Hasbara Fellowships Canada is gearing up for its fourth annual one-day Israel advocacy training workshop, during which hundreds of community members and students can connect with pro-Israel leaders.
“This is Canada’s biggest Israel advocacy training workshop or conference,” said Robert Walker, Hasbara Fellowships’ Canadian director.
“It brings hundreds of people from all walks of life – Jews, non-Jews, students, adults, community members, people who are more involved, novices, experts – and we connect them with 15 to 20 speakers throughout the day.”
Israeli professor Mordechai Kedar will be the keynote speaker at the event, which will be held at Toronto’s Village Shul on Feb. 26.
Kedar, a lecturer on Arabic and Islamic studies at Bar-Ilan University in Ramat Gan, is expected to speak about Islamic extremism in Europe and the potential for North America to be affected by it, in a talk titled “The Immigration of Jew Hatred – The European Case.”
Kedar, an Arabic-speaker who served as a lieutenant-colonel in the Israeli Defence Forces’ intelligence branch, “made his fame through his Arabic language debates on Jerusalem, on Al Jazeera,” Walker explained.
Other speakers include Ryan Bellerose, an aboriginal rights activist and an outspoken supporter of Israel who co-founded a group called Calgary United with Israel.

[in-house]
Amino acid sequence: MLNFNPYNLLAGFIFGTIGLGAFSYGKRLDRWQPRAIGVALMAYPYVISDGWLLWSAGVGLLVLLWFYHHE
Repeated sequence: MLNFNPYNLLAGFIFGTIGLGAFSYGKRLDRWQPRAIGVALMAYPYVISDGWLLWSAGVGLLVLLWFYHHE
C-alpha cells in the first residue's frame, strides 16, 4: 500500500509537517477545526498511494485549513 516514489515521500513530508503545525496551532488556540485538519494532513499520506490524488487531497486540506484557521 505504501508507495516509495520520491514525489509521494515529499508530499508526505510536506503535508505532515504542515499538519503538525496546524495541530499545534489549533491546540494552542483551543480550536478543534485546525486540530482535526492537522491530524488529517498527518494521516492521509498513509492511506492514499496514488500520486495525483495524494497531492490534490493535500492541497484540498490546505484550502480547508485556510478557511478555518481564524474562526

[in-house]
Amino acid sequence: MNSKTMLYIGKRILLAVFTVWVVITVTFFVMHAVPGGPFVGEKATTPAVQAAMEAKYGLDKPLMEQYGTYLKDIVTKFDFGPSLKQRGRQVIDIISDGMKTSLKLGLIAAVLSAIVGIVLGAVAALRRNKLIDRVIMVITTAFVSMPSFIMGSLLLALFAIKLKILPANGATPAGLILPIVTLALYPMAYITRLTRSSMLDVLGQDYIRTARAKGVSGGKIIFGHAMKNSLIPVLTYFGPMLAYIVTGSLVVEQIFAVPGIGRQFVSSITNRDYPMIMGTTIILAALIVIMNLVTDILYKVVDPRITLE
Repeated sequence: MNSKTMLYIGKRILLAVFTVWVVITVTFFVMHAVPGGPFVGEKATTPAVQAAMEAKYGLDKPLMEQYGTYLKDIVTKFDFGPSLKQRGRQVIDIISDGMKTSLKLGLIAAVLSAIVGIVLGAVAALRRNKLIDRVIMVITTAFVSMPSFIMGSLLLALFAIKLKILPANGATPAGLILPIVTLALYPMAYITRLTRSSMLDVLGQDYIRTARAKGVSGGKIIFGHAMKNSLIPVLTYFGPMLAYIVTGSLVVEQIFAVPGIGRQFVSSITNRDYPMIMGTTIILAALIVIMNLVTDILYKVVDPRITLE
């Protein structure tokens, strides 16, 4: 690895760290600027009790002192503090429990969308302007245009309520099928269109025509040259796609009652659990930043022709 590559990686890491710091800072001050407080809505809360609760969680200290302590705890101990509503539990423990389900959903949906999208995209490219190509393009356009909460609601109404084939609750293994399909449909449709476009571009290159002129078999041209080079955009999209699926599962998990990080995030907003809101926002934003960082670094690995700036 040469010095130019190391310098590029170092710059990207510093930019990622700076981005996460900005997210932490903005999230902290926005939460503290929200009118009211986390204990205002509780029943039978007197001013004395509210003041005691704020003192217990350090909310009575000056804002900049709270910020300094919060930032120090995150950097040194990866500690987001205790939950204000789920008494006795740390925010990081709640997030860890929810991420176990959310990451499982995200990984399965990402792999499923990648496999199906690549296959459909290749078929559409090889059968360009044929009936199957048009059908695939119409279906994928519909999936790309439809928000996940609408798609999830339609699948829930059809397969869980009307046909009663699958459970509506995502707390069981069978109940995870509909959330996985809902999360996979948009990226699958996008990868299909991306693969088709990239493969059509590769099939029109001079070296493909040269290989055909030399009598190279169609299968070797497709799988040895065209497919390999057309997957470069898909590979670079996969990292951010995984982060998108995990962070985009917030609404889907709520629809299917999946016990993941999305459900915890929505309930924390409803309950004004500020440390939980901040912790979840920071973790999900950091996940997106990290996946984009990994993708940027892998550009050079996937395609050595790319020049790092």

Bellerose, who represents B’nai Brith Canada as its advocacy co-ordinator for Western Canada, will be speaking about the “effective use of the indigenous rights argument in Israel advocacy.”
Sohail Raza, vice-president of the Coalition of Progressive Canadian Muslim Organizations and an executive member of Muslims Facing Tomorrow, a non-profit “think-tank for all Muslims to be an integral part of Canada’s liberal democracy,” will speak from the perspective of a self-proclaimed Muslim Zionist.
“We also have Jeff Ansel, a public relations consultant who is going to be doing a presentation on public speaking skills,” Walker said.
Sarah Zeldman, an expert on social media management and online marketing, will lecture about how to advocate for Israel online.
In addition to lectures by community leaders, the conference will also include panel discussions that explore subjects including the real situation on campus today, what U.S. President Donald Trump means for Israel, and how to showcase Israel’s achievements.
“We also have a panel of parents whose children fought in the Israeli army, who’ll talk about how to inspire children to care about Israel and the Jewish People,” Walker said.
Although Hasbara Fellowships is a campus organization, Walker felt it was important to create an event that is geared towards anyone who is interested in the subject matter.
“We want to make sure that everyone who wants to get involved, learn something or just get inspired, will have the opportunity to do so,” he said.
“Our focus, as a campus organization, is students, but occasionally, we want to make sure that people who are not students also have the same opportunities that students have,” he said, adding that last year, about 300 people took part in the event, and about a third of the gathering was students, while the rest were members of the wider community.
Although admission for students is free, they must register at [email protected] Tickets for the conference, which includes a light dinner, cost $20 in advance and $25 at the door and can be purchased here: bit.ly/israelday2017.